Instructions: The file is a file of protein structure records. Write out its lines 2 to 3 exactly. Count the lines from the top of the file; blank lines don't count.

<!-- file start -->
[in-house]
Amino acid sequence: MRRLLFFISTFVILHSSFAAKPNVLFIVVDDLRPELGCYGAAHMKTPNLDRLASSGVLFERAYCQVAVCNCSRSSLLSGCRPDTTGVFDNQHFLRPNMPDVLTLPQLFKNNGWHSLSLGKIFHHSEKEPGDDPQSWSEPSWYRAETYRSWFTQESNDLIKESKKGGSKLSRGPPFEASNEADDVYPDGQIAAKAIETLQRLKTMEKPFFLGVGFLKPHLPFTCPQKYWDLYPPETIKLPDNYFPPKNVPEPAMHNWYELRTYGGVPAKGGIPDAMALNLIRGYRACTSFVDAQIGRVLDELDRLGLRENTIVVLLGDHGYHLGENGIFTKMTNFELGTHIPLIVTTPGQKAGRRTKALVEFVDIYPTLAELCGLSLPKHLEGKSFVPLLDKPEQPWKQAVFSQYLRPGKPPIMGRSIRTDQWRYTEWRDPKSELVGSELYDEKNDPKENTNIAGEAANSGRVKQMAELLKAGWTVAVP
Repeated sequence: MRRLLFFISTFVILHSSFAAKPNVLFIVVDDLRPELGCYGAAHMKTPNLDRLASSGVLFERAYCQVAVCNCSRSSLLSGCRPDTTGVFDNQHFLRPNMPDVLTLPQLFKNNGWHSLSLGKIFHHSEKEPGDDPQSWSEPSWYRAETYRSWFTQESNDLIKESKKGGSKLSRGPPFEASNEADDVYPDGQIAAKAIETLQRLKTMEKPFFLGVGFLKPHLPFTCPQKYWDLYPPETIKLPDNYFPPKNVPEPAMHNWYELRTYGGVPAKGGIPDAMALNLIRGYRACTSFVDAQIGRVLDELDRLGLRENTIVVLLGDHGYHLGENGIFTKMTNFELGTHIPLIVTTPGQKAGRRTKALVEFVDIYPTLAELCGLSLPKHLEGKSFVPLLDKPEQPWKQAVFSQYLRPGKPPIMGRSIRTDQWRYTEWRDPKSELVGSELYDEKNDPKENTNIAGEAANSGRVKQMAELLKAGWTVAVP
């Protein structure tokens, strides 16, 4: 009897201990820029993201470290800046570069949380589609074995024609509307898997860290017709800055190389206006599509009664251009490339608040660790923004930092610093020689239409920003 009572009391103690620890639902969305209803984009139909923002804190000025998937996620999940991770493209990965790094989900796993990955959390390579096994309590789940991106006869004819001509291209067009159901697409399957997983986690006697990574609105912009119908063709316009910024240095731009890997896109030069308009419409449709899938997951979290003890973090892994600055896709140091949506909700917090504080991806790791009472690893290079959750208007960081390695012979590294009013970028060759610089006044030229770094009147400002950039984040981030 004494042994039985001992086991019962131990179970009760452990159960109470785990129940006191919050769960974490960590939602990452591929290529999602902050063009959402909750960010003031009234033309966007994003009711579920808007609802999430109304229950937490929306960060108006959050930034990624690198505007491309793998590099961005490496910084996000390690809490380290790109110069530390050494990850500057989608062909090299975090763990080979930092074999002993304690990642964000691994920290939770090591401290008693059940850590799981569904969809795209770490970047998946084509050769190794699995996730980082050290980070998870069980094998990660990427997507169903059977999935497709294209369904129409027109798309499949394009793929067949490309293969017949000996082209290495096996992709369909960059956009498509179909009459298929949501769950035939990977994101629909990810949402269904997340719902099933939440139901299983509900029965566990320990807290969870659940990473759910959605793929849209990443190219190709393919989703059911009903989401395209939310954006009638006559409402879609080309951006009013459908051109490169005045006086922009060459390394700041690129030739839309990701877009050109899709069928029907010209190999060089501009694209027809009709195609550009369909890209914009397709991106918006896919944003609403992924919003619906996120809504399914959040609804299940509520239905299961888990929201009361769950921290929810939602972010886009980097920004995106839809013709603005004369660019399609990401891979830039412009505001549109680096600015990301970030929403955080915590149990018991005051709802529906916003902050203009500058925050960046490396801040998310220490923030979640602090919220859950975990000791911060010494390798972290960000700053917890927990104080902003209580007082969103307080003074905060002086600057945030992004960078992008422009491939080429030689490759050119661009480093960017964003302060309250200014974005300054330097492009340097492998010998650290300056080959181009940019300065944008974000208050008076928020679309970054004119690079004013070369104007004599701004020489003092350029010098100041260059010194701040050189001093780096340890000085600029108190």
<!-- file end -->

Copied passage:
Amino acid sequence: MRRLLFFISTFVILHSSFAAKPNVLFIVVDDLRPELGCYGAAHMKTPNLDRLASSGVLFERAYCQVAVCNCSRSSLLSGCRPDTTGVFDNQHFLRPNMPDVLTLPQLFKNNGWHSLSLGKIFHHSEKEPGDDPQSWSEPSWYRAETYRSWFTQESNDLIKESKKGGSKLSRGPPFEASNEADDVYPDGQIAAKAIETLQRLKTMEKPFFLGVGFLKPHLPFTCPQKYWDLYPPETIKLPDNYFPPKNVPEPAMHNWYELRTYGGVPAKGGIPDAMALNLIRGYRACTSFVDAQIGRVLDELDRLGLRENTIVVLLGDHGYHLGENGIFTKMTNFELGTHIPLIVTTPGQKAGRRTKALVEFVDIYPTLAELCGLSLPKHLEGKSFVPLLDKPEQPWKQAVFSQYLRPGKPPIMGRSIRTDQWRYTEWRDPKSELVGSELYDEKNDPKENTNIAGEAANSGRVKQMAELLKAGWTVAVP
Repeated sequence: MRRLLFFISTFVILHSSFAAKPNVLFIVVDDLRPELGCYGAAHMKTPNLDRLASSGVLFERAYCQVAVCNCSRSSLLSGCRPDTTGVFDNQHFLRPNMPDVLTLPQLFKNNGWHSLSLGKIFHHSEKEPGDDPQSWSEPSWYRAETYRSWFTQESNDLIKESKKGGSKLSRGPPFEASNEADDVYPDGQIAAKAIETLQRLKTMEKPFFLGVGFLKPHLPFTCPQKYWDLYPPETIKLPDNYFPPKNVPEPAMHNWYELRTYGGVPAKGGIPDAMALNLIRGYRACTSFVDAQIGRVLDELDRLGLRENTIVVLLGDHGYHLGENGIFTKMTNFELGTHIPLIVTTPGQKAGRRTKALVEFVDIYPTLAELCGLSLPKHLEGKSFVPLLDKPEQPWKQAVFSQYLRPGKPPIMGRSIRTDQWRYTEWRDPKSELVGSELYDEKNDPKENTNIAGEAANSGRVKQMAELLKAGWTVAVP